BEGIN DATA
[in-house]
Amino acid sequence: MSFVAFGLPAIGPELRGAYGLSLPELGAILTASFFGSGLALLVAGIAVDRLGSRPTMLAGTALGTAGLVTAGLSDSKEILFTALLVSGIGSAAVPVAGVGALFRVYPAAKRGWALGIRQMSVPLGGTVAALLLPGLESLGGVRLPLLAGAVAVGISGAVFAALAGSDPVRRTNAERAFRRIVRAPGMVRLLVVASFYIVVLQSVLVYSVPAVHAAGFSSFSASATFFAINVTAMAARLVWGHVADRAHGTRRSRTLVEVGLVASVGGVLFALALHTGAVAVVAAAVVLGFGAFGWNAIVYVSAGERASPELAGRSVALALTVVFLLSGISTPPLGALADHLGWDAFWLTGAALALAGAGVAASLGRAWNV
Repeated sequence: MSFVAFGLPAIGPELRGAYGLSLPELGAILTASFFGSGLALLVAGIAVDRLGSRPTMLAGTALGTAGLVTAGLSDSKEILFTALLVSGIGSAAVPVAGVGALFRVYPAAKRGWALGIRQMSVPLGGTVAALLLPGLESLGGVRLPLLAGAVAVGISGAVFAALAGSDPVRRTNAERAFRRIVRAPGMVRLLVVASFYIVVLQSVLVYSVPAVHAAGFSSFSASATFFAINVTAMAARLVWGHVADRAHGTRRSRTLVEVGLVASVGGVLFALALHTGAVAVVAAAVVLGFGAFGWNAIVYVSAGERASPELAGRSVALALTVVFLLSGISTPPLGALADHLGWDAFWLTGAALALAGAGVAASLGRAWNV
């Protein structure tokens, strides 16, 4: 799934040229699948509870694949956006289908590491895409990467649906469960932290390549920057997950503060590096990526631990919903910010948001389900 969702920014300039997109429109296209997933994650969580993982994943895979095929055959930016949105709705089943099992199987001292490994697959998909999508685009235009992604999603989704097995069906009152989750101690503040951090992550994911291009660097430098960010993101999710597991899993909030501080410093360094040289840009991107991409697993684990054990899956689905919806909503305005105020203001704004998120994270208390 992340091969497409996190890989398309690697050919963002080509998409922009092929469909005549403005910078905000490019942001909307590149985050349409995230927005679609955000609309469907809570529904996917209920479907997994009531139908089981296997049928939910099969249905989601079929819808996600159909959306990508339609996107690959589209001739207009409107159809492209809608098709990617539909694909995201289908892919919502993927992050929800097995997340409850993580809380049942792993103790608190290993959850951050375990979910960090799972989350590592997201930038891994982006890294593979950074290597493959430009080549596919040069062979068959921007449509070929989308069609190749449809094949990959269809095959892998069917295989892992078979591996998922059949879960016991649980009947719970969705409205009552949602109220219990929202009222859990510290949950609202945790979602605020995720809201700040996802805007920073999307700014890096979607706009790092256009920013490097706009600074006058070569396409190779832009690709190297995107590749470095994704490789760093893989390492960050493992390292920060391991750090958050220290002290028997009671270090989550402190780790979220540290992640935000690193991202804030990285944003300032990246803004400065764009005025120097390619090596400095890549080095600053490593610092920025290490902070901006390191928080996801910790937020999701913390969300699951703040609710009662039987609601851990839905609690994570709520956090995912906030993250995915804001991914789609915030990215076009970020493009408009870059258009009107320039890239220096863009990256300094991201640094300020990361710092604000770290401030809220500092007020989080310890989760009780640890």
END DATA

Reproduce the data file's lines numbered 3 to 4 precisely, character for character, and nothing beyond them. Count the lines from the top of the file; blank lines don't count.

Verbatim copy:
Repeated sequence: MSFVAFGLPAIGPELRGAYGLSLPELGAILTASFFGSGLALLVAGIAVDRLGSRPTMLAGTALGTAGLVTAGLSDSKEILFTALLVSGIGSAAVPVAGVGALFRVYPAAKRGWALGIRQMSVPLGGTVAALLLPGLESLGGVRLPLLAGAVAVGISGAVFAALAGSDPVRRTNAERAFRRIVRAPGMVRLLVVASFYIVVLQSVLVYSVPAVHAAGFSSFSASATFFAINVTAMAARLVWGHVADRAHGTRRSRTLVEVGLVASVGGVLFALALHTGAVAVVAAAVVLGFGAFGWNAIVYVSAGERASPELAGRSVALALTVVFLLSGISTPPLGALADHLGWDAFWLTGAALALAGAGVAASLGRAWNV
């Protein structure tokens, strides 16, 4: 799934040229699948509870694949956006289908590491895409990467649906469960932290390549920057997950503060590096990526631990919903910010948001389900 969702920014300039997109429109296209997933994650969580993982994943895979095929055959930016949105709705089943099992199987001292490994697959998909999508685009235009992604999603989704097995069906009152989750101690503040951090992550994911291009660097430098960010993101999710597991899993909030501080410093360094040289840009991107991409697993684990054990899956689905919806909503305005105020203001704004998120994270208390 992340091969497409996190890989398309690697050919963002080509998409922009092929469909005549403005910078905000490019942001909307590149985050349409995230927005679609955000609309469907809570529904996917209920479907997994009531139908089981296997049928939910099969249905989601079929819808996600159909959306990508339609996107690959589209001739207009409107159809492209809608098709990617539909694909995201289908892919919502993927992050929800097995997340409850993580809380049942792993103790608190290993959850951050375990979910960090799972989350590592997201930038891994982006890294593979950074290597493959430009080549596919040069062979068959921007449509070929989308069609190749449809094949990959269809095959892998069917295989892992078979591996998922059949879960016991649980009947719970969705409205009552949602109220219990929202009222859990510290949950609202945790979602605020995720809201700040996802805007920073999307700014890096979607706009790092256009920013490097706009600074006058070569396409190779832009690709190297995107590749470095994704490789760093893989390492960050493992390292920060391991750090958050220290002290028997009671270090989550402190780790979220540290992640935000690193991202804030990285944003300032990246803004400065764009005025120097390619090596400095890549080095600053490593610092920025290490902070901006390191928080996801910790937020999701913390969300699951703040609710009662039987609601851990839905609690994570709520956090995912906030993250995915804001991914789609915030990215076009970020493009408009870059258009009107320039890239220096863009990256300094991201640094300020990361710092604000770290401030809220500092007020989080310890989760009780640890």